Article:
We’ve come to bury Lehman Bros., not to praise it.

Six years ago this month, Archstone-Smith (as it was known) owned more than 82,000 units, placing fourth on our Top 50 Owners list.

At the time, Lehman was the fourth-largest investment bank in the country. It was also the third-largest CMBS underwriter in the nation as the CMBS industry marched toward a record-breaking, $230 billion year.

Those were heady times, and Lehman’s head of real estate, Mark Walsh, was flying high. A 19-year vet of the firm, Walsh was considered one of the sharpest investors in the nation, known for complex transactions with huge upside.

And when Archstone became available in 2007, at the very height of the bubble, Walsh teamed up with Tishman Speyer to win the bidding, at more than $20.8 billion. It was easily the largest multifamily price tag in history (see “Top 10 Biggest Deals of the Decade”) and, ironically, was in part financed with Lehman-originated CMBS.

As Walsh celebrated his latest triumph, the economy was quickly collapsing. So quickly, in fact, that not long after the ink had dried on Lehman’s big coup, ­Equity Residential started its relentless pursuit of Archstone.

“We had been bird-dogging this thing since 2007,” says Equity chief executive David Neithercut. “We certainly knew that when Lehman had problems, there would need to be some kind of endgame.”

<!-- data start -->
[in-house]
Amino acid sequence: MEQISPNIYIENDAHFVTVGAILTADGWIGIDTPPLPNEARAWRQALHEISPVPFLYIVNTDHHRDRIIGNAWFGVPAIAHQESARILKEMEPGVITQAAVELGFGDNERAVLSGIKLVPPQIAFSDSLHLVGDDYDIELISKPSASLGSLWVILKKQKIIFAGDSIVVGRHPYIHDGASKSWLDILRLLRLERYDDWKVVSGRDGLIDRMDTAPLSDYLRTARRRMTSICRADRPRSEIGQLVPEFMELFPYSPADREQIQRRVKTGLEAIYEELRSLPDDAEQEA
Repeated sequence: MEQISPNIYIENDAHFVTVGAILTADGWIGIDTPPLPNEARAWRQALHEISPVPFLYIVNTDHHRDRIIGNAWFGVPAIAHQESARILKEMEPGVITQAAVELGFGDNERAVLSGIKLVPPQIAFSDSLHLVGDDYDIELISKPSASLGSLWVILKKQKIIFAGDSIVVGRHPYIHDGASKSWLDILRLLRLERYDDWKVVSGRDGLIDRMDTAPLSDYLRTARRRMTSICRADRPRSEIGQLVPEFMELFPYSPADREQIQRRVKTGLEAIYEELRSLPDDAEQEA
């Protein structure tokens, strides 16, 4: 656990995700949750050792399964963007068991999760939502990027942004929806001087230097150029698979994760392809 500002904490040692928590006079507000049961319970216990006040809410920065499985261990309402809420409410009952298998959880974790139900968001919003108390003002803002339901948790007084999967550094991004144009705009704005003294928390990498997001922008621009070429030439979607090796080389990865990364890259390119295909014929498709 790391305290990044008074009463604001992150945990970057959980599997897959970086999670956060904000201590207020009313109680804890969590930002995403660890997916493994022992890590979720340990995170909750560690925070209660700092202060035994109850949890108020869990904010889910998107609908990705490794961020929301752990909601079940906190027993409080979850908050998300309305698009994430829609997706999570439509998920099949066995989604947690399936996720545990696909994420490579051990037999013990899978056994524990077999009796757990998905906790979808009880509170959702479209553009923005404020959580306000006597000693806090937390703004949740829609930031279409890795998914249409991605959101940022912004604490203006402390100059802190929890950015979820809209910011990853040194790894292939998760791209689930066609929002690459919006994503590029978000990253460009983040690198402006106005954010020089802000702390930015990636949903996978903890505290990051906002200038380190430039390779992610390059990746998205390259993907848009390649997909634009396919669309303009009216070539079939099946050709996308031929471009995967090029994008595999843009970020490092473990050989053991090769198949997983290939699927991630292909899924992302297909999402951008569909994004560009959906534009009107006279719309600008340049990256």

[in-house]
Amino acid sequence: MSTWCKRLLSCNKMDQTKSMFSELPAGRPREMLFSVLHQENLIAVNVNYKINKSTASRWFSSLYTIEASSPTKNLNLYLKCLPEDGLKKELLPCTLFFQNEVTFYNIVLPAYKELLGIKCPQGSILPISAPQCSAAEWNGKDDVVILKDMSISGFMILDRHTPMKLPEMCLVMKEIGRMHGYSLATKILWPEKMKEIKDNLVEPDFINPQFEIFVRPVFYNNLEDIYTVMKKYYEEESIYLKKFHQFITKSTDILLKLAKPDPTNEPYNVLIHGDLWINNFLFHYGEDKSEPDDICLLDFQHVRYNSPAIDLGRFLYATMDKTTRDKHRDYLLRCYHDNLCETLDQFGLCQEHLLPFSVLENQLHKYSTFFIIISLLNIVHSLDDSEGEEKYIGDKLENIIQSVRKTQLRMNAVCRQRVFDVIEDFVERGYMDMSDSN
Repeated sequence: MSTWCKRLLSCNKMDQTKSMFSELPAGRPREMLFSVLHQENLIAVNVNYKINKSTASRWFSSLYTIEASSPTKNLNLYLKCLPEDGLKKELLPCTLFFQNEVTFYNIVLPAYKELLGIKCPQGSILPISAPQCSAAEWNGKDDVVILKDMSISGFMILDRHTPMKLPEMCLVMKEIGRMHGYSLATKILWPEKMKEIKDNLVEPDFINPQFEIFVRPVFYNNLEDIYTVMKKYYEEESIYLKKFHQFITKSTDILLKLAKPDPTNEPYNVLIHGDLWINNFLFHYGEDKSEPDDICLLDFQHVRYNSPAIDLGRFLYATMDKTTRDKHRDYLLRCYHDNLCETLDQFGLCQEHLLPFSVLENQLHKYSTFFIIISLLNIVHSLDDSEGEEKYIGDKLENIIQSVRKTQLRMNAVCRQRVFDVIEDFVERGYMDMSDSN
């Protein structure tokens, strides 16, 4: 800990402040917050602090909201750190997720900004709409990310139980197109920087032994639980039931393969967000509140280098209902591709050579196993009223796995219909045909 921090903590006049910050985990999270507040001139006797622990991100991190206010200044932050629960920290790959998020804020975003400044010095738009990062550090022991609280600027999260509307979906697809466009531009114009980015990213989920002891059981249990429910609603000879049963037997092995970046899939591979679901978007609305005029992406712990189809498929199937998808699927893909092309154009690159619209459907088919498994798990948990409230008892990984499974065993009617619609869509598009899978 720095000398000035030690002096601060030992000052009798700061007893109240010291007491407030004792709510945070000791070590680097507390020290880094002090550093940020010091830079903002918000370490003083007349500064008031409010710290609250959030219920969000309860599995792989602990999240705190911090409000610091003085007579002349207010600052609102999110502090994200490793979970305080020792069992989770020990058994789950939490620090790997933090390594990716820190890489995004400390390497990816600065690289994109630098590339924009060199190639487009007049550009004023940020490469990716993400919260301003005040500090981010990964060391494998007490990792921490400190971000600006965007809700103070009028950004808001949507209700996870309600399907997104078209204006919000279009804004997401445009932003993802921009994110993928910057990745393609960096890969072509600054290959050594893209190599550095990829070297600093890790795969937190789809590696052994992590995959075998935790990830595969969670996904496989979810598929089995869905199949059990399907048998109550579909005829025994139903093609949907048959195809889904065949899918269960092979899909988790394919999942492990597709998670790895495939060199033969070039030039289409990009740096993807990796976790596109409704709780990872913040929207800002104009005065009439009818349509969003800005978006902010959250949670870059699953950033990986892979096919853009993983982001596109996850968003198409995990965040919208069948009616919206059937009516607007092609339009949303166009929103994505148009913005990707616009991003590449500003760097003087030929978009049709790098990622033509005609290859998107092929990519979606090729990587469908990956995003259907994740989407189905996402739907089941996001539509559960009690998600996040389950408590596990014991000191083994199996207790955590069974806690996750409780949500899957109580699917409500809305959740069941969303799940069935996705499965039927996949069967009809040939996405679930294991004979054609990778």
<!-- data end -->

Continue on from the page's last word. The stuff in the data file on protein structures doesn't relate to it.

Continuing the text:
Neithercut’s prescience is remarkable, and the anatomy of this mega-deal, Les Shaver’s “The Finish Line,” is a fascinating read.

One could easily be tempted to declare Equity and AvalonBay the big winners in the deal, the second-­largest transaction in multifamily history.

Mark Walsh certainly wasn’t—the deal remains an albatross around his neck, something for which he’ll forever be known, rightly or wrongly. But Walsh landed on his feet—he’s now a partner in a private equity firm that, among other ventures, owns a stake in Gables Residential.

Even Greystar could be dubbed the winner, given its $1.5 billion ricochet deal with Equity.

Yet, I found it fascinating that Dan Fasulo, a savvy market researcher from Real Capital Analytics, calls Lehman Bros. the big winner. Think about it: Lehman avoided the risks of going public, returned a significant amount of capital to its creditors, sold its largest remaining asset, and, in the process, now owns about 13 percent of AvalonBay’s stock and about 10 percent of Equity’s. Not too shabby.

It’s difficult to find any moral to this story, though. What would Aesop say?

For Equity, he’d probably say, “Perseverance is surer than swiftness.” For AvalonBay, it would be, “In union, there is strength.” For Lehman,“That which we are anxious to find, we are sometimes even more anxious from which to escape.”

It’s also difficult to guess what the deal’s impact will be on the broader industry, though some of multifamily’s top CEOs take a stab at that very question.

But one thing is certain: This is the last Top 50 list on which Archstone will appear. And for such a venerable company—the first national apartment brand, developer of revenue management software, a lineage stretching back to 1963, a brain trust as accomplished as any in the industry—we’ve come to both bury and praise you.

As Aesop wrote, “We should remember that life is uncertain.”